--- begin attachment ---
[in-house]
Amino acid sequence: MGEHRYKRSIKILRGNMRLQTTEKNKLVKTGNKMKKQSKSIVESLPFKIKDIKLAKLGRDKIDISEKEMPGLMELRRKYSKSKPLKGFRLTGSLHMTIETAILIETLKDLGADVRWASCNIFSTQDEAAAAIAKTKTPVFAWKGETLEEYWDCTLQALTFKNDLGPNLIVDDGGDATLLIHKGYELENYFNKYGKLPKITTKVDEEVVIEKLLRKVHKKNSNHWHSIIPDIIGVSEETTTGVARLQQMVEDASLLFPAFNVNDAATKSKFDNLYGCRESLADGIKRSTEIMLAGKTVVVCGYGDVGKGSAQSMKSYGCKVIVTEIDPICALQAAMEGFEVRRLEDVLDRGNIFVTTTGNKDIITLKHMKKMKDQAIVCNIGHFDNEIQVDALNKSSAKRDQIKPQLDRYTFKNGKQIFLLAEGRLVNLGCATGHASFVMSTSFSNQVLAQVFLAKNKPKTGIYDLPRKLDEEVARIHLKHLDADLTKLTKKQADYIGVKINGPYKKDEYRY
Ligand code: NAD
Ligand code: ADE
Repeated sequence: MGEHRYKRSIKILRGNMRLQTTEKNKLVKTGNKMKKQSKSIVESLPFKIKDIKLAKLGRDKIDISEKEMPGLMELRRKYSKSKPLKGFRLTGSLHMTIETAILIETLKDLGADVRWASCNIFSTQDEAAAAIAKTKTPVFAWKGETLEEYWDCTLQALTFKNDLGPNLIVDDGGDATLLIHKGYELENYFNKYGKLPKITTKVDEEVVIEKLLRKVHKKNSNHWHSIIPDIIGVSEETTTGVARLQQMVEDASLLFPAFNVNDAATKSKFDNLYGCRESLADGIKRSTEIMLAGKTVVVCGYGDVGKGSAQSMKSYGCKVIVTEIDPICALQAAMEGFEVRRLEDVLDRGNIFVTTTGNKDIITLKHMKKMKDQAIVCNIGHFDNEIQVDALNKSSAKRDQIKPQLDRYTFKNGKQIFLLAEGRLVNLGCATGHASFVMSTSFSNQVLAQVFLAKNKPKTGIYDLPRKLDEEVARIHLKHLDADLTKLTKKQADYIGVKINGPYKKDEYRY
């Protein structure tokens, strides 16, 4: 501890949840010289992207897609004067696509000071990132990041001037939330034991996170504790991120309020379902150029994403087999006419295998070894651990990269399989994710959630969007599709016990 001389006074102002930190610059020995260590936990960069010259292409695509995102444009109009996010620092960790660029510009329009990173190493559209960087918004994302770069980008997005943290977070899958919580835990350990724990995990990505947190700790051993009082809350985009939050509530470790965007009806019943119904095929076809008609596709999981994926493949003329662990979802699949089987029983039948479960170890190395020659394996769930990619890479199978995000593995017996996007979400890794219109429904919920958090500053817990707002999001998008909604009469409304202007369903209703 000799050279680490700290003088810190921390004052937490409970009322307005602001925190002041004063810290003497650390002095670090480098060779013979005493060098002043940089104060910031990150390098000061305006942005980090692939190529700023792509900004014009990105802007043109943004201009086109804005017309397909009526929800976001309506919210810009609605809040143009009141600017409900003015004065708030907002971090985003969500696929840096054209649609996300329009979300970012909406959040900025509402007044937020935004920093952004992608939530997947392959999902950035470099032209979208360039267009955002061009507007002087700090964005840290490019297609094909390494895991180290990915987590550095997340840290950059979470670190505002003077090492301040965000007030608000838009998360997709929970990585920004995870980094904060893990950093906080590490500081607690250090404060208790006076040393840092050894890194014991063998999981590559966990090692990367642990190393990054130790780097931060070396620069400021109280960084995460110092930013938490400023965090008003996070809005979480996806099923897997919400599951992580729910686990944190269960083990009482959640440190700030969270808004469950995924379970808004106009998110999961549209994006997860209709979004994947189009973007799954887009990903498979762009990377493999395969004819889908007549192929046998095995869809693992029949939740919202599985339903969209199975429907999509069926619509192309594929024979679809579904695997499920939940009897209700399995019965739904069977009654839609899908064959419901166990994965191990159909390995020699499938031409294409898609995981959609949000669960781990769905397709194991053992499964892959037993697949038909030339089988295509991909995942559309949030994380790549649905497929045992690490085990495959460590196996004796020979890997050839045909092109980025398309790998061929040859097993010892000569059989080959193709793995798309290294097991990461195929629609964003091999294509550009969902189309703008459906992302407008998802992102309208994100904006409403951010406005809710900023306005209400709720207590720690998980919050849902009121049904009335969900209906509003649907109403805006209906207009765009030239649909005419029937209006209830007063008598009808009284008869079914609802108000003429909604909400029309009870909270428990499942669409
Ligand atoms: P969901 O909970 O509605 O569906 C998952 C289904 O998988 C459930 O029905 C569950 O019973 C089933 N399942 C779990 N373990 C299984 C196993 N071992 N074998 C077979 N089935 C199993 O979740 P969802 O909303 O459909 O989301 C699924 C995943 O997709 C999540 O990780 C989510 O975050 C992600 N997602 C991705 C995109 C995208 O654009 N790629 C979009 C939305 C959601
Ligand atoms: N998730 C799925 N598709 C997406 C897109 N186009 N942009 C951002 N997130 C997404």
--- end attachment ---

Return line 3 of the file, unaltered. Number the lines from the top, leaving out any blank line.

Ligand code: NAD